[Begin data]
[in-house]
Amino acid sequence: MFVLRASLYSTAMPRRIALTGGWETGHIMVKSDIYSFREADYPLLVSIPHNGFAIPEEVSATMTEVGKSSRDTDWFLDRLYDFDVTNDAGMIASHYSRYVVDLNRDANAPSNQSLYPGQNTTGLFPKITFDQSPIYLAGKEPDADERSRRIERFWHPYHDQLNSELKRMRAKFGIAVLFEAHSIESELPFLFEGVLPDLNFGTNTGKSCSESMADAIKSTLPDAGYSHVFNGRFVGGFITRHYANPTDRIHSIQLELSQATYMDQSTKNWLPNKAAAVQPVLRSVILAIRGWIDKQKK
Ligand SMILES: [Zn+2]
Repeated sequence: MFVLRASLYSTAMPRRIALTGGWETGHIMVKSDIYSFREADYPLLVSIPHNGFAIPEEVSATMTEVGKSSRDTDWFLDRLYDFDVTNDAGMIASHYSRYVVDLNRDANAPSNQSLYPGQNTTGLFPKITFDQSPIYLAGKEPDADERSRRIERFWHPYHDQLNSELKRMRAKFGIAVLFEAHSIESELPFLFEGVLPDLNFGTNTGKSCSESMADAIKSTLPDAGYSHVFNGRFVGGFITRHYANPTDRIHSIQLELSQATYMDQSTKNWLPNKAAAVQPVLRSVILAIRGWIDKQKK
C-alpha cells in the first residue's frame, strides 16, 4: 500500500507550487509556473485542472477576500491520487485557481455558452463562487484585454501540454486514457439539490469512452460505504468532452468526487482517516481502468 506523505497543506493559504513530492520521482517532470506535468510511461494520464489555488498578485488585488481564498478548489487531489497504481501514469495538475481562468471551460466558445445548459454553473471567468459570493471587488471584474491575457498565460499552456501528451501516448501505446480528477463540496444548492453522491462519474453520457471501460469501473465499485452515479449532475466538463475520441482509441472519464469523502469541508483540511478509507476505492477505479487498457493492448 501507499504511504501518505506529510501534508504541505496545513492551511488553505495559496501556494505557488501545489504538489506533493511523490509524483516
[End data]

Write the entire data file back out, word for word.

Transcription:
[in-house]
Amino acid sequence: MFVLRASLYSTAMPRRIALTGGWETGHIMVKSDIYSFREADYPLLVSIPHNGFAIPEEVSATMTEVGKSSRDTDWFLDRLYDFDVTNDAGMIASHYSRYVVDLNRDANAPSNQSLYPGQNTTGLFPKITFDQSPIYLAGKEPDADERSRRIERFWHPYHDQLNSELKRMRAKFGIAVLFEAHSIESELPFLFEGVLPDLNFGTNTGKSCSESMADAIKSTLPDAGYSHVFNGRFVGGFITRHYANPTDRIHSIQLELSQATYMDQSTKNWLPNKAAAVQPVLRSVILAIRGWIDKQKK
Ligand SMILES: [Zn+2]
Repeated sequence: MFVLRASLYSTAMPRRIALTGGWETGHIMVKSDIYSFREADYPLLVSIPHNGFAIPEEVSATMTEVGKSSRDTDWFLDRLYDFDVTNDAGMIASHYSRYVVDLNRDANAPSNQSLYPGQNTTGLFPKITFDQSPIYLAGKEPDADERSRRIERFWHPYHDQLNSELKRMRAKFGIAVLFEAHSIESELPFLFEGVLPDLNFGTNTGKSCSESMADAIKSTLPDAGYSHVFNGRFVGGFITRHYANPTDRIHSIQLELSQATYMDQSTKNWLPNKAAAVQPVLRSVILAIRGWIDKQKK
C-alpha cells in the first residue's frame, strides 16, 4: 500500500507550487509556473485542472477576500491520487485557481455558452463562487484585454501540454486514457439539490469512452460505504468532452468526487482517516481502468 506523505497543506493559504513530492520521482517532470506535468510511461494520464489555488498578485488585488481564498478548489487531489497504481501514469495538475481562468471551460466558445445548459454553473471567468459570493471587488471584474491575457498565460499552456501528451501516448501505446480528477463540496444548492453522491462519474453520457471501460469501473465499485452515479449532475466538463475520441482509441472519464469523502469541508483540511478509507476505492477505479487498457493492448 501507499504511504501518505506529510501534508504541505496545513492551511488553505495559496501556494505557488501545489504538489506533493511523490509524483516